FRANKFORT — A panel of independent experts might recommend the state pass a law that would require parents to take drug or alcohol tests if a child dies in their care.
A toxicology report might have helped police decide whether criminal neglect charges should have been filed in the death of a 2-month-old boy who was found dead face-down on a pillow in April 2012. Both parents later admitted to being high on opiates at the time of the child's death, according to social worker case files.
"This was not SIDS," or sudden infant death syndrome, said Dr. Tracey Corey, the state's chief medical examiner and a member of the Child Fatality and Near Fatality External Review Panel, which met Monday.
The boy's death is one of more than 140 deaths and near-deaths as a result of abuse and neglect the panel is reviewing to determine how the state's child protection system can improve. The 20-member panel was created by Gov. Steve Beshear in July 2012 and was made permanent by the legislature earlier this year. Monday was the panel's first meeting since House Bill 290 became law in June.
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The boy's death also highlighted some glaring communication holes among law enforcement, social workers and the chief medical examiner. Social workers also could have done more to address issues with the family, the panel found Monday.
Corey performed the boy's autopsy. But she told the panel Monday that her autopsy report and final conclusions were not part of the social worker case files. Moreover, Corey said that at the time of the autopsy she was told only that the boy had been born addicted to drugs and not that the parents had admitted using drugs the night of his death. Additionally, she was not told that social workers had been working with the family at the time of the baby's death. The family was part of an intensive treatment program for parents who have substance abuse problems.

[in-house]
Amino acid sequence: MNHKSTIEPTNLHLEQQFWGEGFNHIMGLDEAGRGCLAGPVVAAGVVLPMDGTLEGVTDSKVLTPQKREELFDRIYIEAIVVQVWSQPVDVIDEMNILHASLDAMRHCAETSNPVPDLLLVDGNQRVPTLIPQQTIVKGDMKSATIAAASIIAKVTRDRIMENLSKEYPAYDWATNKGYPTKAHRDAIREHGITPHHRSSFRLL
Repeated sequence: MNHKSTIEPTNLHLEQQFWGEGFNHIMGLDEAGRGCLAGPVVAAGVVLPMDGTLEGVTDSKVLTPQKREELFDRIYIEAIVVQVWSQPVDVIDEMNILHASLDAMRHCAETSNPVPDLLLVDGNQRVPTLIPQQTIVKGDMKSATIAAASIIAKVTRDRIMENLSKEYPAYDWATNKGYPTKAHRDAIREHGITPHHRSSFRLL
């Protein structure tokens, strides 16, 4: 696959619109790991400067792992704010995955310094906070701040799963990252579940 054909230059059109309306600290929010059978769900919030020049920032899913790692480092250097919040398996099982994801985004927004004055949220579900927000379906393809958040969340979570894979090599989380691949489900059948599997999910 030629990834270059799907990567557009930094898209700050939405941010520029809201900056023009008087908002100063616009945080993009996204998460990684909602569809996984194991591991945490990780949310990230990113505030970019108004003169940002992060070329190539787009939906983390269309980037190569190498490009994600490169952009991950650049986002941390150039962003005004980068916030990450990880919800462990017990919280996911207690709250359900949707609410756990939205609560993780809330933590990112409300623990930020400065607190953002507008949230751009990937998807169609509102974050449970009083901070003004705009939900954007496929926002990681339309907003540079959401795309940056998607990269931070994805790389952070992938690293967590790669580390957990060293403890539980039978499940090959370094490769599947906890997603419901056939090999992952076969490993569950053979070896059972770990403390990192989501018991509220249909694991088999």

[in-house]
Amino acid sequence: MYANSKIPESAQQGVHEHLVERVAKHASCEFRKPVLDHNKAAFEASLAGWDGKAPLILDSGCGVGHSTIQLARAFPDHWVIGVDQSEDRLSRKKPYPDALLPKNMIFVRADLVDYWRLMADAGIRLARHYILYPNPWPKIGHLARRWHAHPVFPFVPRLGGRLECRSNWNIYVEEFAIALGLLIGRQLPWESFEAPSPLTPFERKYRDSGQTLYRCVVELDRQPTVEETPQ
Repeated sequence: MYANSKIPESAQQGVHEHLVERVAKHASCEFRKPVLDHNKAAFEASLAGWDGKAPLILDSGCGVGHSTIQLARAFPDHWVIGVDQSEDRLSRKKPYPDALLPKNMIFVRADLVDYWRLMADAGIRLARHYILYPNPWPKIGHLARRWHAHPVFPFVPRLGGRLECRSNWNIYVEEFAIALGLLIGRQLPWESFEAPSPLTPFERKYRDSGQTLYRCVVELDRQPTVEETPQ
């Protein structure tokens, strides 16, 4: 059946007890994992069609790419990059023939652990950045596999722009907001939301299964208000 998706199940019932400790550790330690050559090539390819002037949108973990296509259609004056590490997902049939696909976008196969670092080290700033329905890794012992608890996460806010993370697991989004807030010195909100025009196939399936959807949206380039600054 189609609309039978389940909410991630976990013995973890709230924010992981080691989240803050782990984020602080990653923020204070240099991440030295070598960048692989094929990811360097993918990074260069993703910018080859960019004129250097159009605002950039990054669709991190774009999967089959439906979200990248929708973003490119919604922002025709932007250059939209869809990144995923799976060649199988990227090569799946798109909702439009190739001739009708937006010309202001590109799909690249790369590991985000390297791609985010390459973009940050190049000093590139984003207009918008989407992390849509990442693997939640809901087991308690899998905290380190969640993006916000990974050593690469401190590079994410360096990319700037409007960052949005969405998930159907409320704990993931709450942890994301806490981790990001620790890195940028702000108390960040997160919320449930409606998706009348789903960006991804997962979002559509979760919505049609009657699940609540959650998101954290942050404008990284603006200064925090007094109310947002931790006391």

"I was not told that they were high or stoned ... on Opana," Corey said.
She said she ultimately ruled that the cause of death was undetermined because she had enough other information to know it was not a SIDS case. But no criminal charges were filed, she noted.
Corey said that she had another case several years ago in Jefferson County in which a child was left alone in a hot car and later died. The mother admitted to being high on Xanax and marijuana at the time. Police tried to get a court order to get the mother tested for drugs.
"That was denied," Corey said.
She said people are routinely tested for drugs and alcohol after fatal traffic accidents. Parents or someone supervising a child at the time of the child's death also should be tested for drugs or alcohol, she said.
Joel Griffith, an administrator with Prevent Child Abuse Kentucky, said that proposal could be problematic. A parent whose child died because of an accident might be offended to be subjected to a drug test, he said. Sen. Julie Denton, a Republican from Louisville and a panel member, said that she thought it may be problematic to get such a bill through the legislature given Griffith's and others' concerns.
The panel decided Monday to begin collecting information from the 140 case files it is reviewing to determine how many times a drug test could have been used to help prosecute a case.
Teresa James, commissioner of the Department for Community Based Services, also told the panel that social workers should have visited the family more. Child protection is part of the Department for Community Based Services.
The child's parents were in drug treatment and had a relapse shortly before the boy's death. Social workers knew of the relapse.
"We weren't moving fast enough," James said. She said that since the boy's death — the first in five years for the drug program — the program has made sure that social workers are making the required number of visits to a family.
But James said it was not known whether drug abuse caused the boy's death. The baby was sleeping with multiple people in a queen bed at the time of his death. Poverty — or lack of money to buy a crib — might have been more of a factor in the baby's death. But because the family was not visited as often as it should have been, it's difficult for social workers to know what should have been done differently, James said.